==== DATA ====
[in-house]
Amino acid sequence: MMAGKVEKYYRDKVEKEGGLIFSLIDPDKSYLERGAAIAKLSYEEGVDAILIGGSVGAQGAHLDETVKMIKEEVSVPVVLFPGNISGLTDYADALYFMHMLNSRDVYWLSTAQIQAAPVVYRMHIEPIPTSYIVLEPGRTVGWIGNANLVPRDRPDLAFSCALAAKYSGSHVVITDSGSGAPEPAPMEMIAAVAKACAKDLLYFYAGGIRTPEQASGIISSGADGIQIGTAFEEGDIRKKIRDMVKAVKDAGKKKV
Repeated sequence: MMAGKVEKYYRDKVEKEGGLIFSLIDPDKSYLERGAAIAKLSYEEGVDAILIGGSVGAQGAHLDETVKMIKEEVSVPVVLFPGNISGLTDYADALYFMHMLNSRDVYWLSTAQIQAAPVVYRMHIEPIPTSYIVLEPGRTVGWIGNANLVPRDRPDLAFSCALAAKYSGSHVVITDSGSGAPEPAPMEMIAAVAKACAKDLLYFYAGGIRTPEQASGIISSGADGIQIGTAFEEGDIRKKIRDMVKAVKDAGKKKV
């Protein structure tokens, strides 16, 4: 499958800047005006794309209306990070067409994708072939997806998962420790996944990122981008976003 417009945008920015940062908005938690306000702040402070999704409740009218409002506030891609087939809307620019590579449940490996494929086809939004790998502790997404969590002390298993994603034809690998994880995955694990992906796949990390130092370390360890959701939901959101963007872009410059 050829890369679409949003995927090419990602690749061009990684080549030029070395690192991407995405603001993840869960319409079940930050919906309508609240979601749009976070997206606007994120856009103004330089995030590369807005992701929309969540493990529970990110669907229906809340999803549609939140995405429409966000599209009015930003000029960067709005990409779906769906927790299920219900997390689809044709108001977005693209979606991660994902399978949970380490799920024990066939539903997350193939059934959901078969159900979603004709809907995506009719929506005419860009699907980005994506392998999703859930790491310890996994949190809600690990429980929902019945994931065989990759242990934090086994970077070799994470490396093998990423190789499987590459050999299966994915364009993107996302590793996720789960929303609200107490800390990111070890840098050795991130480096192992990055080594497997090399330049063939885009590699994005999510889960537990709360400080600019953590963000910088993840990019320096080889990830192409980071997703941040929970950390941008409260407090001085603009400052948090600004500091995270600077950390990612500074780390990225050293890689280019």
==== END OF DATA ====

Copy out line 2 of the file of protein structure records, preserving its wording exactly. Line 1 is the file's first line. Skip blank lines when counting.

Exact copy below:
Amino acid sequence: MMAGKVEKYYRDKVEKEGGLIFSLIDPDKSYLERGAAIAKLSYEEGVDAILIGGSVGAQGAHLDETVKMIKEEVSVPVVLFPGNISGLTDYADALYFMHMLNSRDVYWLSTAQIQAAPVVYRMHIEPIPTSYIVLEPGRTVGWIGNANLVPRDRPDLAFSCALAAKYSGSHVVITDSGSGAPEPAPMEMIAAVAKACAKDLLYFYAGGIRTPEQASGIISSGADGIQIGTAFEEGDIRKKIRDMVKAVKDAGKKKV